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This course enables you to harness the diverse features in Adobe Photoshop Lightroom literally at the touch of a button. Photographer and teacher Chris Orwig shares the keyboard shortcuts that make working with the modules in Lightroom more intuitive and efficient, including ways to navigate the interface, minimizing, maximizing, and zooming panels and images as you go, as well as methods for importing images. Chris also demonstrates shortcuts for organizing images with labels, stars, flags, and collections; editing image metadata; working with video; and making a wide range of image adjustments. The course provides photo editors with a whole new way to extend their reach in Lightroom: by bringing their toolset closer to the workbench.
Another way that we can organize or group our photographs together in the Library module is by working with Stacks. Stacks allow us to combine similar images together. This can be helpful in a situation like this: here is this People folder, you can notice that I have a couple of photographs of one subject, a couple of another or, three of this subject, and so on, and so forth. And let's say that rather than viewing all of these similar images, I want to stack these together. Well, to stack two or more images together, hold down the Command key on a Mac, or Control Key on Windows, and then click on the images which you want to stack or group together.
Next, on a Mac press Command+G, on Windows press Control+G; that will then group those images together. To expand the stack, to see the photograph that is part of the stack, here we can click on this little icon to expand it. You can also expand or collapse a stack by way of a shortcut. If you press the S key -- think S for stack -- you can expand or collapse that stack, as I'm doing here. Next let's take a look at how we can do this with a few more photographs.
Here I'll click on this one, hold down Command or Control, click on another, then press Command+G to group those into a stack. And let's also do that with these images. The first two are black and white; the third is color. Hold down the Command key on a Mac, Control key on Windows, select those images, and then press Command+G to group. Well, once I've grouped those photographs together, I've decided that with this set, I actually want a different photograph to be up top; to be first.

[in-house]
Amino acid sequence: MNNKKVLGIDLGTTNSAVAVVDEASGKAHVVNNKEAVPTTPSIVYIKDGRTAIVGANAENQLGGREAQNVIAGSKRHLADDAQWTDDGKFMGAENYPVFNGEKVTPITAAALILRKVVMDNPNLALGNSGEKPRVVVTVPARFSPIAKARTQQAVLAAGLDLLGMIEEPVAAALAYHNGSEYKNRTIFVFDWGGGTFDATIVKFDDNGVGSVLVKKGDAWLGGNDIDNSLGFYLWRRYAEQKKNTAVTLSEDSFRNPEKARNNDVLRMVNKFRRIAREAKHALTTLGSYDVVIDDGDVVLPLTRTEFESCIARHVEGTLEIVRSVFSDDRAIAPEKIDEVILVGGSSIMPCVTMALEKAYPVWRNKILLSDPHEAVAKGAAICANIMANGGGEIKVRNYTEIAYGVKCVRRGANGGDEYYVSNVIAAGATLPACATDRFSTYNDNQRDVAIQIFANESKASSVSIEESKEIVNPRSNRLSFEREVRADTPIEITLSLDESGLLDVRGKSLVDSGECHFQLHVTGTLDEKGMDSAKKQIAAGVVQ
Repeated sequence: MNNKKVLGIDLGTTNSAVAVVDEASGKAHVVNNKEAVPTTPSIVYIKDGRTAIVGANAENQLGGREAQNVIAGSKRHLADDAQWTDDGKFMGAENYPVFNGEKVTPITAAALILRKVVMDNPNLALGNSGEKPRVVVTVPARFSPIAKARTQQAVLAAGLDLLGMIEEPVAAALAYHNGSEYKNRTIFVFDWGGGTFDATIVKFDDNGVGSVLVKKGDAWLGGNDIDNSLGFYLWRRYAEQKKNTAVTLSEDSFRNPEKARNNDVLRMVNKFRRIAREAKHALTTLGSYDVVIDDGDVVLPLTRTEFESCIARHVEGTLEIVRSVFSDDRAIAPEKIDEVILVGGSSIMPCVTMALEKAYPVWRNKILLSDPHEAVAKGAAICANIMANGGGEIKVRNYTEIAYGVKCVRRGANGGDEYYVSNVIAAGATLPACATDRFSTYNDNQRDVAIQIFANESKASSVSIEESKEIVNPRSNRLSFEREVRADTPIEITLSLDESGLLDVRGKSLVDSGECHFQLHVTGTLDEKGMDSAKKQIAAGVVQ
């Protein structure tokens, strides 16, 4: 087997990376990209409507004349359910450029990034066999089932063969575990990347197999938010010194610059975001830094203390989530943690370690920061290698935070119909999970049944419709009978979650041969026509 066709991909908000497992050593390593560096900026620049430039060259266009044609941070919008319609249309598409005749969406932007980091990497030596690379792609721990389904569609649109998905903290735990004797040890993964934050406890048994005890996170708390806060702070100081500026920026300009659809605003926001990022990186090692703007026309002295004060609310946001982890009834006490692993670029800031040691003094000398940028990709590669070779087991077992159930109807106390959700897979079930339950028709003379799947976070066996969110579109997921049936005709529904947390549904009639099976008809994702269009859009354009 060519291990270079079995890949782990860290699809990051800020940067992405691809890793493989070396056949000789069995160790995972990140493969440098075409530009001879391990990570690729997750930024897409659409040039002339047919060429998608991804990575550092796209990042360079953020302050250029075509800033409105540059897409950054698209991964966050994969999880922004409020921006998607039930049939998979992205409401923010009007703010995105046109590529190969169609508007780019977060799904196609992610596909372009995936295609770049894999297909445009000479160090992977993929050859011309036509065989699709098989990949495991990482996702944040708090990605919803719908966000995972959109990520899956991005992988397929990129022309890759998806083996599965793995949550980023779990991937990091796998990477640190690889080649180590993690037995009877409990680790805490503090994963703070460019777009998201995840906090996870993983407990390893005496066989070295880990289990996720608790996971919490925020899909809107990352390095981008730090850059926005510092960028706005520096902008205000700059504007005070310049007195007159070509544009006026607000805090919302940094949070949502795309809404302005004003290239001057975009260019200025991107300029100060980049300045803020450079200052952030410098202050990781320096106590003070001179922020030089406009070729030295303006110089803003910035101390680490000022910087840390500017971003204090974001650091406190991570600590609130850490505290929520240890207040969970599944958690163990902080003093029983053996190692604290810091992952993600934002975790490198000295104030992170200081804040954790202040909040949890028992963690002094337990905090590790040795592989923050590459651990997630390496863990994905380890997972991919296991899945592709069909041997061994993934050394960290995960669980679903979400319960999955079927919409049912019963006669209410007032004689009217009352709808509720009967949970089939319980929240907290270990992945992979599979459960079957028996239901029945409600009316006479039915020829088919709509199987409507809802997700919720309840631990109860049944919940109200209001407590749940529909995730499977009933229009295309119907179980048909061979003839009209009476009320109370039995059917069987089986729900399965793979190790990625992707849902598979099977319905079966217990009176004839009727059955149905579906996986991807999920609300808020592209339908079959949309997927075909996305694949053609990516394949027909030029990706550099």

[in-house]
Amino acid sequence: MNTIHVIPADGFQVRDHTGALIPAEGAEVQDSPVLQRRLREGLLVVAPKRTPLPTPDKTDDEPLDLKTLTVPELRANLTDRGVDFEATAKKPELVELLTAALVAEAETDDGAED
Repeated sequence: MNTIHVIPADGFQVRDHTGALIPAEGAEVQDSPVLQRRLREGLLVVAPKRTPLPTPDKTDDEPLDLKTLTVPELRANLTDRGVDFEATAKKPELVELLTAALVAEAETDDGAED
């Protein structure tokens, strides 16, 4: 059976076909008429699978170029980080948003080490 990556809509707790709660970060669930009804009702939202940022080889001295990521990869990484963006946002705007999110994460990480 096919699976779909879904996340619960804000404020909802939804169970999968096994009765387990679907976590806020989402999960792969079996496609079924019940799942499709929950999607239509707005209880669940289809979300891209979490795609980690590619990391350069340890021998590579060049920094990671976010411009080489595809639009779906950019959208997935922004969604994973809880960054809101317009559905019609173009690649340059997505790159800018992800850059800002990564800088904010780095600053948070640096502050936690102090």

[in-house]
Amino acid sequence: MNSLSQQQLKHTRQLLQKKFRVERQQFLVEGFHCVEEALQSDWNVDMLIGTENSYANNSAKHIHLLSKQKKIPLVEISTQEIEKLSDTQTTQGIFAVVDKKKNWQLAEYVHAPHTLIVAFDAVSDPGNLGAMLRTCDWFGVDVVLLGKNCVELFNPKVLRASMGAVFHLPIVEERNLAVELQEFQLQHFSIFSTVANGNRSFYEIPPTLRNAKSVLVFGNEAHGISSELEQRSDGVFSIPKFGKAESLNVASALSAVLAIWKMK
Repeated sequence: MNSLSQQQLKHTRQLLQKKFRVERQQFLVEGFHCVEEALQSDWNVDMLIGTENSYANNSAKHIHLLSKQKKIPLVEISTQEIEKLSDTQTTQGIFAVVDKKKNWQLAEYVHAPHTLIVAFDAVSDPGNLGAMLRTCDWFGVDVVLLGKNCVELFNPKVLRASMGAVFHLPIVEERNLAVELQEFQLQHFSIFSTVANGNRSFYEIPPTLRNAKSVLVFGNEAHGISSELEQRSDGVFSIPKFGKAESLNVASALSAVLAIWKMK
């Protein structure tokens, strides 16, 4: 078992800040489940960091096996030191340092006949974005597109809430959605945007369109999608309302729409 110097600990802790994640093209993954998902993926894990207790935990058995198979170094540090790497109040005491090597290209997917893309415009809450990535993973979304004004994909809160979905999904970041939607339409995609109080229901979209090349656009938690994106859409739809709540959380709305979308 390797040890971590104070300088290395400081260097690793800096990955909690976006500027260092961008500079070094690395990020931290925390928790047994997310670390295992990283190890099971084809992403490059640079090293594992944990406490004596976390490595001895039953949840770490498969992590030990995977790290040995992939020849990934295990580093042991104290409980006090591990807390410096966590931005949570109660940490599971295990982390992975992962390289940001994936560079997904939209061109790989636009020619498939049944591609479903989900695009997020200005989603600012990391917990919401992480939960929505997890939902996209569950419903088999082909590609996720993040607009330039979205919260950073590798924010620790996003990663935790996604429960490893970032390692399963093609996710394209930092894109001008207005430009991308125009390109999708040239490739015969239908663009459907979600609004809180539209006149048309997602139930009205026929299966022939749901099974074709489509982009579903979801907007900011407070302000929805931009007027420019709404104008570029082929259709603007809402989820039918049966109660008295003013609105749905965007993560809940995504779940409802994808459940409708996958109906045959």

So let's take a look at how we can change this. Here I'm going to click on my thumbnail slider to increase the size of that, so that we can really focus in on what we have here. I'll go ahead and decrease that just a little bit here, so we can see that. Next, let's expand the stack by pressing the S key. In doing that, we can now see that we have these three images. This one is first, this one is second, and then we have this image third. Let's click into the third image of this stack. Well, what I want to do is I want to move this image up in the stack, so that it's closer to the front.
To do that, we'll press the Shift key, and then the bracket keys. If you press Shift+Left bracket, you can see how you can move that image to the left in the stack. Press Shift+Right bracket, and you can see how you can move that to the right. Now, if you have a photograph that you know that you want to move straight up to the top of the stack, well just hold down the Shift key, then press the S key. That will then move that to the top position. Why does that matter? Well that matters because if we collapse the stack by pressing S, now this is the photograph which we'll view.
Well now that we've modified that stack, let's say that we've decided that we want to unstack photographs. Let's click here in these two pictures. If we press the S key, we can see that we have these two photographs stacked together. Well how can you unstack pictures? Well what you can do is, go ahead and click into the stack, and then you can press are really handy shortcut. The shortcut is Shift+Command+G on a Mac, or Shift+Control+G on Windows. Now you can see that these two pictures, they're no longer stacked; they are just standing alone by themselves.
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